Quadrant Private Equity cruises into $300m Australian tourism play

15/11/2016 News

Quadrant Private Equity has made a $300 million bet on the Australian tourism industry, buying three "experiential tourism" companies to create the Experience Australia Group. 
Quadrant started with The Ghan and Indian Pacific owner Great Southern Rail, and has now added Cruise Whitsundays – the biggest ferry and cruise operator in North Queensland carrying about 700,000 passengers a year – and Perth-based Rottnest Express, which ferries passengers to Rottnest Island and runs bus tours, cycling adventures and the like.

Quadrant managing partner Marcus Darville said what started as an exercise in seeking to pick a replacement for Australia's mining boom ended in a three-way bet worth $300 million and with the potential for more bolt-on deals.

"With the resources boom having slowed, we started looking at what industries were going to supplant that – tourism was one of them," Mr Darville, who will also chair Experience Australia Group, told The Australian Financial Review in an exclusive interview on Tuesday. 

"Currency is coming back to more normal levels, there's also an internal focus from some governments such as Western Australia on tourism and there's the grey nomad factor.

Iconic targets

"Within tourism, we pinpointed a growing demand for experiential travel, and started looking for companies with a strong position in an iconic Australian destination and like-minded vendors who want to be part of a larger group." 

Chris Tallent, a former boss of GPT Group-owned Voyager and current CEO of Great Southern Rail, will run Experience Australia Group as chief executive.

Mr Tallent said Great Southern Rail, under the ownership of rival private equity investor Allegro Funds and now Quadrant, had transformed The Ghan and Indian Pacific businesses from transport businesses to experiential travel providers, where passengers get on and off the trains and to enjoy sophisticated "experiences" such as meals under the stars in the Nullarbor. 

"People are both loving it and willing to pay a premium for that service," Mr Tallent said.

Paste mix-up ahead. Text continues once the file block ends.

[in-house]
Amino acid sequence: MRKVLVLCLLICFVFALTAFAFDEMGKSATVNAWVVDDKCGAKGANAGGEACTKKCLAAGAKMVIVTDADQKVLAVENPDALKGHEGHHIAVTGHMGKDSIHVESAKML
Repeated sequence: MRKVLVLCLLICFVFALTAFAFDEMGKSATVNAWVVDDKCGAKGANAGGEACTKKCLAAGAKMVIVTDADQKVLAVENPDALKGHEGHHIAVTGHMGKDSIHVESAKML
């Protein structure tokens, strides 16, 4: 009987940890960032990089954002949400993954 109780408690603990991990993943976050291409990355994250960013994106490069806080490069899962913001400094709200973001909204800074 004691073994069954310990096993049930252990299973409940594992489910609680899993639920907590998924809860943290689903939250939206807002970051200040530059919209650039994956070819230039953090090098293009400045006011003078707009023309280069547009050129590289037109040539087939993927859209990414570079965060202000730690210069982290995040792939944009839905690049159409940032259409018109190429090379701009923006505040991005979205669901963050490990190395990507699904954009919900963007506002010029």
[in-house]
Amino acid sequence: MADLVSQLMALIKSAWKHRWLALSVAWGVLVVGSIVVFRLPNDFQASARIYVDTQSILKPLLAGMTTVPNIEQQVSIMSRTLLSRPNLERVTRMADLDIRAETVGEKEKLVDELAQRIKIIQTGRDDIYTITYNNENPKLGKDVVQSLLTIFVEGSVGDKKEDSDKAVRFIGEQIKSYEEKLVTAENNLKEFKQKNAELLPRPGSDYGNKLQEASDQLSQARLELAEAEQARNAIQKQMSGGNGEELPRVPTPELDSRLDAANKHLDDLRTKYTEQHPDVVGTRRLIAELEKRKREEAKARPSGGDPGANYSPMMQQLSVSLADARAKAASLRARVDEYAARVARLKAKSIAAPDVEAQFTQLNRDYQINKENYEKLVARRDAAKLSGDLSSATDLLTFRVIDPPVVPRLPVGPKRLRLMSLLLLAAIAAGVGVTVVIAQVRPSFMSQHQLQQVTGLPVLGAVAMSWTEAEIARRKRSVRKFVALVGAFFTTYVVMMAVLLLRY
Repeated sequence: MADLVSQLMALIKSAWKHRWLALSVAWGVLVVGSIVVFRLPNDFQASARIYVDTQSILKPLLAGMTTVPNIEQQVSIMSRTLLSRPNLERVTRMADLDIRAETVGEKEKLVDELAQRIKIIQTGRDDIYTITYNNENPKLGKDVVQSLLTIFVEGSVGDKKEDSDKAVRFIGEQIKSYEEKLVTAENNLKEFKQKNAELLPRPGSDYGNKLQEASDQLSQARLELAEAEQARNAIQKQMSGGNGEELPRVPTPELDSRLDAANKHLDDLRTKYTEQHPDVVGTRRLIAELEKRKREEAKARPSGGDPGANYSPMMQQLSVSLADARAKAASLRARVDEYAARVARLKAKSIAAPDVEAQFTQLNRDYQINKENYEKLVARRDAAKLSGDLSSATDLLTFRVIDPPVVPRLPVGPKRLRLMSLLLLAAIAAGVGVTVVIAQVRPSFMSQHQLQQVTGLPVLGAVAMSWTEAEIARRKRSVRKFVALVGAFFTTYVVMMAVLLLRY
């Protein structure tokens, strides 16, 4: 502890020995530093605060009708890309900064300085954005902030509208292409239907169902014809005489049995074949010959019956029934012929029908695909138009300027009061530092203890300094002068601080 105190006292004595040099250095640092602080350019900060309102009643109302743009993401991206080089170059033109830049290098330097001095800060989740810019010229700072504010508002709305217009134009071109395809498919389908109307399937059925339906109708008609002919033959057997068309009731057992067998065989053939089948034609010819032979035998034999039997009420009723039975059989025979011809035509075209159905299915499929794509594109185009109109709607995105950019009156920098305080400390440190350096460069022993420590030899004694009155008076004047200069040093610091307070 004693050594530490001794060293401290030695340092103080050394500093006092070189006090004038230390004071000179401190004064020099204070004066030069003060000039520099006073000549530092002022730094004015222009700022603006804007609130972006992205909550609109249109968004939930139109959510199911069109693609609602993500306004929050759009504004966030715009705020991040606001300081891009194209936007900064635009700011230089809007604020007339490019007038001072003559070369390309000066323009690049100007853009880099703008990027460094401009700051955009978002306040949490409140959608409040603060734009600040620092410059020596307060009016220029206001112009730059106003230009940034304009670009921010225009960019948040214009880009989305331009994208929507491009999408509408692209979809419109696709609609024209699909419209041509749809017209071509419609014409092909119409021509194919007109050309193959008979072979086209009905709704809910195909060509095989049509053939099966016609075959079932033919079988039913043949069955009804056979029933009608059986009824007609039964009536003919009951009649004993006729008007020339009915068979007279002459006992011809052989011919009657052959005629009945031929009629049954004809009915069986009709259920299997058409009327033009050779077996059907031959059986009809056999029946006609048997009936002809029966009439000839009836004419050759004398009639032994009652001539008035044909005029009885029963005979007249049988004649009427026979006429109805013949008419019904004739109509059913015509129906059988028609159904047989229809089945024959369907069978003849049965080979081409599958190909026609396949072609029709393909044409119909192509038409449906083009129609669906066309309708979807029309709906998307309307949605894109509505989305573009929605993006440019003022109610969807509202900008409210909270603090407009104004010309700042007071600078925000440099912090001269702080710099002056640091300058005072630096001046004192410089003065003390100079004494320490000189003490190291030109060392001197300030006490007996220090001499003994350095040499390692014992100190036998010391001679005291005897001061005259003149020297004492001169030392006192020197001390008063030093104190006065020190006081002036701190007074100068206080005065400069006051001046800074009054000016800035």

"It is doing really well; customers are satisfied and we see that in terms of net promoter scores and satisfaction survey results we are getting out of those experiences." 

Investment thesis

Quadrant investment director Simon Pither said Experience Australia Group was seeking to add other experiential businesses to the group.

A key part of the investment thesis is that each business must be successful on its own, which should be amplified by cross-selling opportunities and other synergies, and have a strong presence in its specific market. 

"There is growing demand for experiential travel and supply is constrained," Mr Pither said.

"Australia scores very highly in experiential travel. Australia has some amazing iconic destinations but they are under-invested in compared to the United States and Europe – that is what the group as a whole will be trying to change."

Experience Australia Group starts life with an estimated $200 million a year in revenue and a $300 million valuation, including debt. 

Quadrant owns a majority stake in the company although other shareholders include management, two Cruise Whitsundays investors, Great Southern Rail-backer Allegro and Rottnest Express owners, the Bailey family. 

The private equity manager is expected to target the company towards an initial public offering in the coming three years. Listed equities investors would be expected to compare it to small cap darling Sealink Travel Group, which has traded steadily since its ASX debut in late 2013. 

(First published in The Australian Financial Review, 15 November 2016)

Writen by Global Administrator, 28/11/2016 News